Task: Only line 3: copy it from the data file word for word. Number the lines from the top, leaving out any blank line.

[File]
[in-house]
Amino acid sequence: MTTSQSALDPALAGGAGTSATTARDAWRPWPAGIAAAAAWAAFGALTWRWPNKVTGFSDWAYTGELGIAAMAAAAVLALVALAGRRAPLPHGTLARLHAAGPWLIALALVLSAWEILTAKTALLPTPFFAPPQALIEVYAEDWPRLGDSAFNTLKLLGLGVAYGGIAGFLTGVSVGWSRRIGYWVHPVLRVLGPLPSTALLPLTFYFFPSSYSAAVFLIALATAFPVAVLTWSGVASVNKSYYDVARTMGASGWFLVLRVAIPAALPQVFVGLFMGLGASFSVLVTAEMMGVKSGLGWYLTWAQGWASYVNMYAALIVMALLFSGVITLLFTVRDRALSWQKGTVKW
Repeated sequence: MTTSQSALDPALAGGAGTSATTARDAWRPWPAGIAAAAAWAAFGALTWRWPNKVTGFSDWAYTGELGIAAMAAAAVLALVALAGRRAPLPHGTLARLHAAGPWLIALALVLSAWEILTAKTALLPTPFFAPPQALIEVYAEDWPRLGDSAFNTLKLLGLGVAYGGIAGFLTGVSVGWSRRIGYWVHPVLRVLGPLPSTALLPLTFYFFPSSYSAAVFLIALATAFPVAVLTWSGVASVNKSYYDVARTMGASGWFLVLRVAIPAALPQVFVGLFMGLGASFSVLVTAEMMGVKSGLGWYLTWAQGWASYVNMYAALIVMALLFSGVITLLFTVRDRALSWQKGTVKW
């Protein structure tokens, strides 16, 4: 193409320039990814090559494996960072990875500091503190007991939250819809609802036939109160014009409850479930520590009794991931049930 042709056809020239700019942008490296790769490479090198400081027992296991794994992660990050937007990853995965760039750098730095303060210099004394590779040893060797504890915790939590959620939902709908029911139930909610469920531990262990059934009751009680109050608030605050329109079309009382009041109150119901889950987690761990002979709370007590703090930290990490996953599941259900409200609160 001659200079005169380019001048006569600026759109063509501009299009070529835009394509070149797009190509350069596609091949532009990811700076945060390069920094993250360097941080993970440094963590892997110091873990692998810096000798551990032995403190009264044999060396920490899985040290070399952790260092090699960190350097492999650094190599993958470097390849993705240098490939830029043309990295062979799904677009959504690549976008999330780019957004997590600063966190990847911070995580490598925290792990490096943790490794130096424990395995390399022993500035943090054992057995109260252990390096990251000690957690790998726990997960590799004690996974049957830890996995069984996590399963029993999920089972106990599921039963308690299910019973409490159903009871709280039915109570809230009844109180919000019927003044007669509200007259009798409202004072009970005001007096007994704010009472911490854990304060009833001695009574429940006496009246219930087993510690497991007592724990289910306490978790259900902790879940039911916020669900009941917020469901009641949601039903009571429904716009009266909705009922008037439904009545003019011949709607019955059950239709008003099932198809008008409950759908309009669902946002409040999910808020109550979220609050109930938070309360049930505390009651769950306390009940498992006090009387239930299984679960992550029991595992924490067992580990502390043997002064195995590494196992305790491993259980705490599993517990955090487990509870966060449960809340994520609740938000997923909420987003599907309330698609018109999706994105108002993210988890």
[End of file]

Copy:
Repeated sequence: MTTSQSALDPALAGGAGTSATTARDAWRPWPAGIAAAAAWAAFGALTWRWPNKVTGFSDWAYTGELGIAAMAAAAVLALVALAGRRAPLPHGTLARLHAAGPWLIALALVLSAWEILTAKTALLPTPFFAPPQALIEVYAEDWPRLGDSAFNTLKLLGLGVAYGGIAGFLTGVSVGWSRRIGYWVHPVLRVLGPLPSTALLPLTFYFFPSSYSAAVFLIALATAFPVAVLTWSGVASVNKSYYDVARTMGASGWFLVLRVAIPAALPQVFVGLFMGLGASFSVLVTAEMMGVKSGLGWYLTWAQGWASYVNMYAALIVMALLFSGVITLLFTVRDRALSWQKGTVKW